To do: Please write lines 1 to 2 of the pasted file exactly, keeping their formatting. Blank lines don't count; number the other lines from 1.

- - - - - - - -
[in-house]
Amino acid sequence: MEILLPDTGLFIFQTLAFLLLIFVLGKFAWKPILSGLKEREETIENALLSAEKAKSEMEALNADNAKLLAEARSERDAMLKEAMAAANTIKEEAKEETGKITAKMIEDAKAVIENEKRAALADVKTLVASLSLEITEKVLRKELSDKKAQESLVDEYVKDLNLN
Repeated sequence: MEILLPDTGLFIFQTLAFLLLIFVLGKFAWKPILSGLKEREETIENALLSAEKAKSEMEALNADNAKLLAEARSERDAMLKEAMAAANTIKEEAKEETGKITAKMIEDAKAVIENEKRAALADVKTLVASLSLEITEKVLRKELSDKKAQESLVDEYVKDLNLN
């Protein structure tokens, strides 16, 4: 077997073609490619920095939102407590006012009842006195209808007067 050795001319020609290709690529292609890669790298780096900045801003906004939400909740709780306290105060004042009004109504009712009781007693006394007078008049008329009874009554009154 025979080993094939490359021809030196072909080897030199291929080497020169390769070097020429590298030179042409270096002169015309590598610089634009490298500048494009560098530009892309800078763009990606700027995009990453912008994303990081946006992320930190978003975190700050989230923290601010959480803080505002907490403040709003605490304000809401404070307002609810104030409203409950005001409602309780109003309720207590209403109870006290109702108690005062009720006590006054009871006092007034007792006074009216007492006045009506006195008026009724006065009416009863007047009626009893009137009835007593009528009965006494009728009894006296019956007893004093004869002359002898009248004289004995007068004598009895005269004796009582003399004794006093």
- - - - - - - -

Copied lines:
[in-house]
Amino acid sequence: MEILLPDTGLFIFQTLAFLLLIFVLGKFAWKPILSGLKEREETIENALLSAEKAKSEMEALNADNAKLLAEARSERDAMLKEAMAAANTIKEEAKEETGKITAKMIEDAKAVIENEKRAALADVKTLVASLSLEITEKVLRKELSDKKAQESLVDEYVKDLNLN